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To ask the Secretary of State for Work and Pensions if he will estimate the cost to the Exchequer of exempting from the total household benefit cap households where any member is in receipt of (a) disability living allowance, (b) personal independence payment, (c) attendance allowance, (d) constant attendance allowance, (e) employment and support allowance and is in the support group, (f) employment and support allowance and is in the work-related activity group, (g) carer's allowance and (h) any element or other component of universal credit paid in respect of a disability in each of the next five financial years.
The spending review 2010 announced that from 2013 we will introduce a cap on the total amount of benefit that working-age people can receive so that households on out-of-work benefits will no longer receive more in welfare payments than the average weekly wage for working households. The benefit cap is intended to promote fairness between those in and out of work and to increase incentives for people to move into work or increase their hours of employment.
On its introduction we estimate that household benefit payments will be capped at around £500 per week for couple and lone parent households and around £350 per week for single adult households.
We are looking at ways of easing the transition for families and providing assistance in hard cases.
If the benefit cap were applied in full, as described in the supporting documentation for the spending review 2010 the savings to the Exchequer are estimated to be £225 million in 2013-14 and £270 million in 2014-15.
The household benefit cap as announced excludes households where someone is in receipt of (a) disability living allowance, (d) constant attendance allowance. Claimants receiving (b) personal independence payment will be treated the same way as claimants receiving disability living allowance for the purposes of the benefit cap.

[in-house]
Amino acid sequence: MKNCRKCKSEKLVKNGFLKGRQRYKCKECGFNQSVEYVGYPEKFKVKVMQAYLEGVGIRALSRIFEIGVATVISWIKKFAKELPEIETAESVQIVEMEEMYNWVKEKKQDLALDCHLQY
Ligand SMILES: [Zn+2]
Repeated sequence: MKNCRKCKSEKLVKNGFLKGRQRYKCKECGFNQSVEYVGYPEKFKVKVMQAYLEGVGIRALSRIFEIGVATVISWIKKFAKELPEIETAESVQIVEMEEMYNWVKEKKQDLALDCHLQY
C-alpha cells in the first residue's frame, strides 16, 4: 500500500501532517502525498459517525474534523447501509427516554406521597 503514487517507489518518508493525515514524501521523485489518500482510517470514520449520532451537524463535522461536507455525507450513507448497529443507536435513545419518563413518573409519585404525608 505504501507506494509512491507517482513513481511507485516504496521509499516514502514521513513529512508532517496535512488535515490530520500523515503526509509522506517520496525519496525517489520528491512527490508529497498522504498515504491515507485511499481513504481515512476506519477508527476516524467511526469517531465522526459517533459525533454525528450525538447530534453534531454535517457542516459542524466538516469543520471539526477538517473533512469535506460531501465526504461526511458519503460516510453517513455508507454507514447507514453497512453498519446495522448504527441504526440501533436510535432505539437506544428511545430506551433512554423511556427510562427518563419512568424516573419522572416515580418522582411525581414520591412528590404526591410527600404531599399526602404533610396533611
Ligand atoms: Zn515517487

Estimates suggest that excluding households where a member is in receipt of (c)attendance allowance or (e) employment and support allowance and is in the support group would have a negligible impact on the overall savings from the benefit cap.
Excluding households where a member is in receipt of (f) employment support allowance in the work-related activity group is expected to reduce savings to approximately £210 million in 2013-14 and £225 million 2014-15. Figures are not available for 2015-16 and beyond.
Excluding households where a member is in receipt of (g) carers allowance is expected to reduce savings to approximately £210 million in 2013-14 and £255 million 2014-15. Figures are not available for 2015-16 and beyond.
Note that estimates above are based on the current benefit system including changes announced in the spending review 2010, but excluding universal credit.
Information on section (h) is not available as the estimated savings from the benefit cap in universal credit will depend upon final detailed design issues regarding the treatment of in-work households.
Analysis of those affected by the benefit cap has been modelled using survey data—as such there is a degree of uncertainty around the results.